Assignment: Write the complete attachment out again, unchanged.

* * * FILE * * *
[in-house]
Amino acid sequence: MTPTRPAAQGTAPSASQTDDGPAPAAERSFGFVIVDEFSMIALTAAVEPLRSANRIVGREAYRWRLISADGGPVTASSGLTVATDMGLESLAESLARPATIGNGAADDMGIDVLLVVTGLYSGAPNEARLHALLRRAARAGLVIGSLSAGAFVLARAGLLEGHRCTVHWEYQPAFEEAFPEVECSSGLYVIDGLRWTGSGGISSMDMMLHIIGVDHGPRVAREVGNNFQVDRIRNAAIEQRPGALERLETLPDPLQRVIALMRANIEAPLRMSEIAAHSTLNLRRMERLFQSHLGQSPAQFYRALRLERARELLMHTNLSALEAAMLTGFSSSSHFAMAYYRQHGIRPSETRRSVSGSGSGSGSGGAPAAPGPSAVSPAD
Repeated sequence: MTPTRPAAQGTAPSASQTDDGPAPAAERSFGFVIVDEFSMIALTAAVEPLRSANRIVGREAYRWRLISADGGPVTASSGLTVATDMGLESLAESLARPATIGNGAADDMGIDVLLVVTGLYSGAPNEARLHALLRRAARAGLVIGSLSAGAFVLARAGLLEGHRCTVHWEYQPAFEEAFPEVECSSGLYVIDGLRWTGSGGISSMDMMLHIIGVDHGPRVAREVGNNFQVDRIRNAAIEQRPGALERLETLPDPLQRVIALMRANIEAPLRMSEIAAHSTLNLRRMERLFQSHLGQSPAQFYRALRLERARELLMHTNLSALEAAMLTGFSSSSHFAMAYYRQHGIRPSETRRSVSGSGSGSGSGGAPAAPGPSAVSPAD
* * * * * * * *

[in-house]
Amino acid sequence: MTPTRPAAQGTAPSASQTDDGPAPAAERSFGFVIVDEFSMIALTAAVEPLRSANRIVGREAYRWRLISADGGPVTASSGLTVATDMGLESLAESLARPATIGNGAADDMGIDVLLVVTGLYSGAPNEARLHALLRRAARAGLVIGSLSAGAFVLARAGLLEGHRCTVHWEYQPAFEEAFPEVECSSGLYVIDGLRWTGSGGISSMDMMLHIIGVDHGPRVAREVGNNFQVDRIRNAAIEQRPGALERLETLPDPLQRVIALMRANIEAPLRMSEIAAHSTLNLRRMERLFQSHLGQSPAQFYRALRLERARELLMHTNLSALEAAMLTGFSSSSHFAMAYYRQHGIRPSETRRSVSGSGSGSGSGGAPAAPGPSAVSPAD
Repeated sequence: MTPTRPAAQGTAPSASQTDDGPAPAAERSFGFVIVDEFSMIALTAAVEPLRSANRIVGREAYRWRLISADGGPVTASSGLTVATDMGLESLAESLARPATIGNGAADDMGIDVLLVVTGLYSGAPNEARLHALLRRAARAGLVIGSLSAGAFVLARAGLLEGHRCTVHWEYQPAFEEAFPEVECSSGLYVIDGLRWTGSGGISSMDMMLHIIGVDHGPRVAREVGNNFQVDRIRNAAIEQRPGALERLETLPDPLQRVIALMRANIEAPLRMSEIAAHSTLNLRRMERLFQSHLGQSPAQFYRALRLERARELLMHTNLSALEAAMLTGFSSSSHFAMAYYRQHGIRPSETRRSVSGSGSGSGSGGAPAAPGPSAVSPAD